A thud came from over the radio, followed by the sound of rushing wind.
Through the haze of the explosions’ smoke, the elemental’s tentacles swung upward. They’d hit something in the air. Larry had a good guess as to what.
“Hey, are you okay?”
Alexis’ said, “Give me a second.”
He gasped for breath, then seemed to catch it. A series of popping noises followed, and the earth elemental turned toward the jungle, standing and flailing its arms at something it couldn’t seem to catch.
Alexis said, “Your companions, they can escape now!” A strong wind blew in the background.
He had a point. Larry turned back toward the hangar. This wasn’t a good place for them to be. They didn’t have armor. They shouldn’t be in the middle of all this, and a hangar wasn’t the place to hide. The creature could crush it without thinking.
He checked where he’d seen Sloan fall. The man was still there, lying on what was left of the runway, and according to the suit, still showing a temperature around 98 degrees Fahrenheit. The creature would probably come for him. It had at St. Helens. Larry still wasn’t sure how the guy had gotten away.
One more reason to get Cheryl and Lim out of the area.
The earth elemental bellowed.
Alexis’ voice came over the radio again. “He has realized I’m not going to let him hit me again. I would hurry.”
“Goddamn,” Larry muttered. “Are you guys in there?”
He turned to look. The helmet made it obvious. Two people with normal temperatures were standing outside of his direct view, next to one of the inside walls.
He stepped inside. The helmet adjusted, and he could see the two of them. Lim held his raygun, and Cheryl stood next to a machine, holding a rod that connected to it with a hose.
A pressure washer. He thought about it. It wasn’t a bad idea, but he didn’t want to test it. They needed to get out of here.
Then he felt the ground move. It wasn’t like an earthquake or an explosion. It felt smoother, but still big, and the first was followed by a second, and then a third.
He turned enough for the helmet to show the creature entirely on his right side. The earth elemental was walking toward them. Worse, it already stood over Sloan. It held one of its whip-like arms over Sloan, clearly ready to strike a final blow.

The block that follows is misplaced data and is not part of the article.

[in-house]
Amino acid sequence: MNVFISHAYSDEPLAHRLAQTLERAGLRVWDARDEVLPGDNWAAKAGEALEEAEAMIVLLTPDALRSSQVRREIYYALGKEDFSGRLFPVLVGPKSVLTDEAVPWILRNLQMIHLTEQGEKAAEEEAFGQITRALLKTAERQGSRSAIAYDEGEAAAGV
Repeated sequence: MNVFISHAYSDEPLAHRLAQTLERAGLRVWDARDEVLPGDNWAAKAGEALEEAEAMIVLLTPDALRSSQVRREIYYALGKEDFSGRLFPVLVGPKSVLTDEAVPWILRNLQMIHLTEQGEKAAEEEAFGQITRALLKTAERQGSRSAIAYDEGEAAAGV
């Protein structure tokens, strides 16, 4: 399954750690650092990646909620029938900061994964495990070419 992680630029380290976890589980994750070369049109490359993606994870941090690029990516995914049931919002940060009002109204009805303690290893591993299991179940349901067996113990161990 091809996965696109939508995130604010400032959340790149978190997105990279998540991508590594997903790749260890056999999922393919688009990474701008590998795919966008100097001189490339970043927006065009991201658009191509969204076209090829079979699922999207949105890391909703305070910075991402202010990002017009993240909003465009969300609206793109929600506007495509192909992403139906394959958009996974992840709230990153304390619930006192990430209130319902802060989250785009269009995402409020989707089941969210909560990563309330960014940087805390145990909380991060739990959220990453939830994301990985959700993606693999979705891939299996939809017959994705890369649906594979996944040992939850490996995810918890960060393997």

It didn’t. The arm hung in the air, and then the creature lowered it, screaming.
On the ground, Sloan started laughing. The laughter sounded on the edge of hysterical. Obviously unsteady, he began to pull himself up, fell, and then pulled himself up again. He stayed up the second time.
Holding his left arm with his right, Sloan walked past the hangar, toward the arena.
The elemental screamed again, but didn’t follow. It turned toward the hangar. When it stepped toward him, he understood why he felt the ground move like it had.
The earth rose to meet its feet, more absorbing them than being stepped upon, but not preventing it from moving either. It stood in front of the hangar nearly instantly.
He didn’t have a choice. He would have to slow it down long enough for them to get out the back.
He stepped out, and addressed it. “We don’t have to fight.”
It screamed and aimed three tentacles at him. He made the suit leap, landing on the runway in front of the next hangar over.
It jumped toward him, and he jumped again, landing on the jungle side of the runway. The creature turned to follow and its back faced the hangar.
Larry set the missiles to fire—all of them, but not all at once. He planned to stagger it. It wouldn’t leave him anything to fight Armory with if he needed to, but he didn’t think he would.
As he held the suit’s arms out to fire at it, the creature slammed into him with the three tentacles that had replaced its left arm.
They hit even as he fired, knocking him sideways. Even through the suit’s padding, it hurt. Error messages flew by, many in red, the most unnerving using the words “critical failure.”
He couldn’t move the suit’s left arm. He realized it as the error message appeared. This meant that he’d lost access to six of the seventeen mini-missiles he had left. Worse, they’d been activated, meaning that they were ready to fire if they were sent the command.
The error messages indicated that the none of the weapons slots were likely to open, and that the connection to the missiles flickered on and off randomly. He wondered how likely it would be for a power surge to be interpreted as a fire command.
He set the suit to stand up and leap. Even without the arm, it managed to, feeling a little off balance, but not falling.
He landed on bare ground—where the runway used to be before the elemental absorbed it.
The elemental lurched toward him, waiting until it stepped toward him, and then leaping again. He’d had an idea—one that would use all the leftover missiles.
Landing the middle of the runway—this time in front of his plane’s hangar, he stopped. The elemental had shifted course as he leaped, and dove for him as he landed.
Waiting until it was practically on top of him, he pressed the self-destruction sequence, feeling the air on his body as the ejection seat fired.